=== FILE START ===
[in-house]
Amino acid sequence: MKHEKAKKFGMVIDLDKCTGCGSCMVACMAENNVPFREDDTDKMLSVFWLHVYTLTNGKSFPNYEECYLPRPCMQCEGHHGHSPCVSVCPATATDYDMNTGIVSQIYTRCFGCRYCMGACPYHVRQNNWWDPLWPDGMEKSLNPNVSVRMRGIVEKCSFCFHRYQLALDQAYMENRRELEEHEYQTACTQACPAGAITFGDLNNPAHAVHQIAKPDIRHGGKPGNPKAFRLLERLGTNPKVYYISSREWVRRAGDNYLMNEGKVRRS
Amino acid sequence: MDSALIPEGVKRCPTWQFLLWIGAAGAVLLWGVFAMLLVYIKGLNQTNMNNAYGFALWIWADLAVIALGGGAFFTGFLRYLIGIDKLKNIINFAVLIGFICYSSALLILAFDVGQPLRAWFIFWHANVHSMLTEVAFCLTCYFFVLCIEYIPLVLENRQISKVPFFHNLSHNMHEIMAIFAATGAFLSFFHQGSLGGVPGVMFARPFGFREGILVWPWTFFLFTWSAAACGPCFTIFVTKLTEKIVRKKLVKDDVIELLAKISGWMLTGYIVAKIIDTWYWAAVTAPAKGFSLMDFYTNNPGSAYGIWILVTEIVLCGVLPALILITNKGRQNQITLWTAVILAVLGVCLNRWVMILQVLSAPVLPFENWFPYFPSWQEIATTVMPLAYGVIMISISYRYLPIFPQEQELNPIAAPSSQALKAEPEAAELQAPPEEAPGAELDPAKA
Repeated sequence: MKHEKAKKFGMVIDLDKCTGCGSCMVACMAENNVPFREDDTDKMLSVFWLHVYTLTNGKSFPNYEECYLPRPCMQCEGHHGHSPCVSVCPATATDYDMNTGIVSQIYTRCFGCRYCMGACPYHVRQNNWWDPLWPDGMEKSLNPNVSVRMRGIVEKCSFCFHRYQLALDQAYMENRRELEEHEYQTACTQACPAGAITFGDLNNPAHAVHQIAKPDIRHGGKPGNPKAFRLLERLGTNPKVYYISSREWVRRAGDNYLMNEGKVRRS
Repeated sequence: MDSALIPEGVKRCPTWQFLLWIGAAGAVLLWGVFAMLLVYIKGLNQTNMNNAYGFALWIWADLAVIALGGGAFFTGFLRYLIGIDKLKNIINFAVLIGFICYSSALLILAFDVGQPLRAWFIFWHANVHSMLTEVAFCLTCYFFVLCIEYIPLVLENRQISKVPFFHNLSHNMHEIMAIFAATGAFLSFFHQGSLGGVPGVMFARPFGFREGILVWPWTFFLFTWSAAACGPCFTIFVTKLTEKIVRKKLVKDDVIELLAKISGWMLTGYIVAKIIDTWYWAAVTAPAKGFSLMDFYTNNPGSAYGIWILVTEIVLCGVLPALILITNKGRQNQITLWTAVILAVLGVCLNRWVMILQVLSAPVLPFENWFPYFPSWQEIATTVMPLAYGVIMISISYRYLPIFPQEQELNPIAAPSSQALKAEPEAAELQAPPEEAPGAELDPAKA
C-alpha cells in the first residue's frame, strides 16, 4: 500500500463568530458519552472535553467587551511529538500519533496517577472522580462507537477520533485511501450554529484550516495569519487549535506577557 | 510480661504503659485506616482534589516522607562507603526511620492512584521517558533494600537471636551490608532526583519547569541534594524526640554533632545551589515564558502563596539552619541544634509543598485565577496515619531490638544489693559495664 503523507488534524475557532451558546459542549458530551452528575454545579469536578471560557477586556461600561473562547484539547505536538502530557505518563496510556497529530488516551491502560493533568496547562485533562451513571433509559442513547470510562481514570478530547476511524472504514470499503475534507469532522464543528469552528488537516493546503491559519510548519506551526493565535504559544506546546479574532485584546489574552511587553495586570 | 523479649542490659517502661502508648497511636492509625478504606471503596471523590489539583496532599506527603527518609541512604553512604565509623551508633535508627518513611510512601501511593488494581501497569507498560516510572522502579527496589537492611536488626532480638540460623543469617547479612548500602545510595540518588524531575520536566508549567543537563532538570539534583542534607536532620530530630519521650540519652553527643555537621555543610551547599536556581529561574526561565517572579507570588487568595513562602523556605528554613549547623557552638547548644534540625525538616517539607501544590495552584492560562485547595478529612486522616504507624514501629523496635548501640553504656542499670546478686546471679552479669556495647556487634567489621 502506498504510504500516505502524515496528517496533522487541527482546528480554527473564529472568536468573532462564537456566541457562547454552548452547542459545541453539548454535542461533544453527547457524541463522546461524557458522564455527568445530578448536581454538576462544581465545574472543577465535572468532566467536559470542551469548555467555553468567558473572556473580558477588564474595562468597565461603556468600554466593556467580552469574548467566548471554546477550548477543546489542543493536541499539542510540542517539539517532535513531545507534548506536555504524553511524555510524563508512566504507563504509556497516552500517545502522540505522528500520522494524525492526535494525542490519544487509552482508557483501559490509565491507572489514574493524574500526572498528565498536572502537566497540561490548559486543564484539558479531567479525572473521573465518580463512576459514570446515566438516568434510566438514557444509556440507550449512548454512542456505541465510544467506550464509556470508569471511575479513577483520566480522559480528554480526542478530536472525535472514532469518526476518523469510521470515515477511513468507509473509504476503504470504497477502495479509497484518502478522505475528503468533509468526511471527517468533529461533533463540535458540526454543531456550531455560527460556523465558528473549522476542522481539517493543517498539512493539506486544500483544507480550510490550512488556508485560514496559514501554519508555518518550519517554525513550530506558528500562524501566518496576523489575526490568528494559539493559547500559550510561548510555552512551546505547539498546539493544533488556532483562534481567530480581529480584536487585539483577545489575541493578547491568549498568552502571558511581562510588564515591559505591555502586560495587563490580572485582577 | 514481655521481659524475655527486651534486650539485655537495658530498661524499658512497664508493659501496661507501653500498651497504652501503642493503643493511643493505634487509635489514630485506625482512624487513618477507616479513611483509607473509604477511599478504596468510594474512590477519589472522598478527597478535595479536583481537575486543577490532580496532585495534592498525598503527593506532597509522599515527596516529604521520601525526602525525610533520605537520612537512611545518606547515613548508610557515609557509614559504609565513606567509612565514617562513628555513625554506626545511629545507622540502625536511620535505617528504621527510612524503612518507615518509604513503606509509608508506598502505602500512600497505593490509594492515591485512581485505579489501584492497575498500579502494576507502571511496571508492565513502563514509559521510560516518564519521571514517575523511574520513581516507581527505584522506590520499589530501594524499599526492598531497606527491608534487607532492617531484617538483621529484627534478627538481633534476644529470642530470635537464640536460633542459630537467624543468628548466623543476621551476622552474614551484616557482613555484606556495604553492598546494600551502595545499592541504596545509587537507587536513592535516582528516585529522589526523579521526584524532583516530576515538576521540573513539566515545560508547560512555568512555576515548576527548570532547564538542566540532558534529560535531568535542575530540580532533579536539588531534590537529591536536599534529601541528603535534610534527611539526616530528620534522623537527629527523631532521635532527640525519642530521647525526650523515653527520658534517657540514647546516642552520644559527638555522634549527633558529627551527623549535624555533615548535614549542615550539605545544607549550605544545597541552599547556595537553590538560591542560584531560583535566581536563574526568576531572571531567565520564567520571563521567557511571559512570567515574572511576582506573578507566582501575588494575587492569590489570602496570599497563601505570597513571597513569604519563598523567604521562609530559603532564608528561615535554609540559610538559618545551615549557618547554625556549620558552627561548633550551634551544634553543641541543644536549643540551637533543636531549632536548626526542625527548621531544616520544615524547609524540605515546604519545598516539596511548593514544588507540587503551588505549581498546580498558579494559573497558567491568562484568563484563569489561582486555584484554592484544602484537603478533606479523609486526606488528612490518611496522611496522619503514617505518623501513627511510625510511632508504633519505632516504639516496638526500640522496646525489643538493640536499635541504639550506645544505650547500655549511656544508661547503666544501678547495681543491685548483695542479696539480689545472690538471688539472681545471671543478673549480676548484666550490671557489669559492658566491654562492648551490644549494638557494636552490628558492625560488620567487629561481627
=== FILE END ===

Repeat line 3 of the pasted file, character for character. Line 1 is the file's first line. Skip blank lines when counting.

Amino acid sequence: MDSALIPEGVKRCPTWQFLLWIGAAGAVLLWGVFAMLLVYIKGLNQTNMNNAYGFALWIWADLAVIALGGGAFFTGFLRYLIGIDKLKNIINFAVLIGFICYSSALLILAFDVGQPLRAWFIFWHANVHSMLTEVAFCLTCYFFVLCIEYIPLVLENRQISKVPFFHNLSHNMHEIMAIFAATGAFLSFFHQGSLGGVPGVMFARPFGFREGILVWPWTFFLFTWSAAACGPCFTIFVTKLTEKIVRKKLVKDDVIELLAKISGWMLTGYIVAKIIDTWYWAAVTAPAKGFSLMDFYTNNPGSAYGIWILVTEIVLCGVLPALILITNKGRQNQITLWTAVILAVLGVCLNRWVMILQVLSAPVLPFENWFPYFPSWQEIATTVMPLAYGVIMISISYRYLPIFPQEQELNPIAAPSSQALKAEPEAAELQAPPEEAPGAELDPAKA